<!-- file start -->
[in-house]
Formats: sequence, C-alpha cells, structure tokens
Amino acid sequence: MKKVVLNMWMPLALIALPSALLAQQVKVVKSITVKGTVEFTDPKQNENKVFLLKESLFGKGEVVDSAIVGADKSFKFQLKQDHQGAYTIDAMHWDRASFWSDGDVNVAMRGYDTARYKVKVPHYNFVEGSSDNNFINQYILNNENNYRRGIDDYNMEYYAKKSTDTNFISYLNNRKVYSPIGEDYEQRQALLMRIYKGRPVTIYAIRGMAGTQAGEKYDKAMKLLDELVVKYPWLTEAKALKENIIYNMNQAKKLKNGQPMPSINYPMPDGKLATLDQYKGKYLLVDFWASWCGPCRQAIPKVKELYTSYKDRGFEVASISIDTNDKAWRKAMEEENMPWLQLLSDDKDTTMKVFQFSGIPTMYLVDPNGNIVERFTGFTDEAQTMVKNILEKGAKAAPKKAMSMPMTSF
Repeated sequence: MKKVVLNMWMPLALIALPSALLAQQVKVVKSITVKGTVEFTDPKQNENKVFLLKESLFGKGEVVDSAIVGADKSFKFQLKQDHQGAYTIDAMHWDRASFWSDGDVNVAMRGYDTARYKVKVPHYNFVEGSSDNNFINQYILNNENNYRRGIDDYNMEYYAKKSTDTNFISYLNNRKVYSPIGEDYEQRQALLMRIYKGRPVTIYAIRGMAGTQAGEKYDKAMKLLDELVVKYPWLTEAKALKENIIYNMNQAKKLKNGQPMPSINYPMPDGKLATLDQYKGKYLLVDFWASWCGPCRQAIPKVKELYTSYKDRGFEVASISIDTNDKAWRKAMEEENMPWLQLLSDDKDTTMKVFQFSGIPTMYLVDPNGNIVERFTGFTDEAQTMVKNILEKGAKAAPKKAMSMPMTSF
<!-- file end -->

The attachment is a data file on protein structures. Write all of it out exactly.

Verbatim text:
[in-house]
Formats: sequence, C-alpha cells, structure tokens
Amino acid sequence: MKKVVLNMWMPLALIALPSALLAQQVKVVKSITVKGTVEFTDPKQNENKVFLLKESLFGKGEVVDSAIVGADKSFKFQLKQDHQGAYTIDAMHWDRASFWSDGDVNVAMRGYDTARYKVKVPHYNFVEGSSDNNFINQYILNNENNYRRGIDDYNMEYYAKKSTDTNFISYLNNRKVYSPIGEDYEQRQALLMRIYKGRPVTIYAIRGMAGTQAGEKYDKAMKLLDELVVKYPWLTEAKALKENIIYNMNQAKKLKNGQPMPSINYPMPDGKLATLDQYKGKYLLVDFWASWCGPCRQAIPKVKELYTSYKDRGFEVASISIDTNDKAWRKAMEEENMPWLQLLSDDKDTTMKVFQFSGIPTMYLVDPNGNIVERFTGFTDEAQTMVKNILEKGAKAAPKKAMSMPMTSF
Repeated sequence: MKKVVLNMWMPLALIALPSALLAQQVKVVKSITVKGTVEFTDPKQNENKVFLLKESLFGKGEVVDSAIVGADKSFKFQLKQDHQGAYTIDAMHWDRASFWSDGDVNVAMRGYDTARYKVKVPHYNFVEGSSDNNFINQYILNNENNYRRGIDDYNMEYYAKKSTDTNFISYLNNRKVYSPIGEDYEQRQALLMRIYKGRPVTIYAIRGMAGTQAGEKYDKAMKLLDELVVKYPWLTEAKALKENIIYNMNQAKKLKNGQPMPSINYPMPDGKLATLDQYKGKYLLVDFWASWCGPCRQAIPKVKELYTSYKDRGFEVASISIDTNDKAWRKAMEEENMPWLQLLSDDKDTTMKVFQFSGIPTMYLVDPNGNIVERFTGFTDEAQTMVKNILEKGAKAAPKKAMSMPMTSF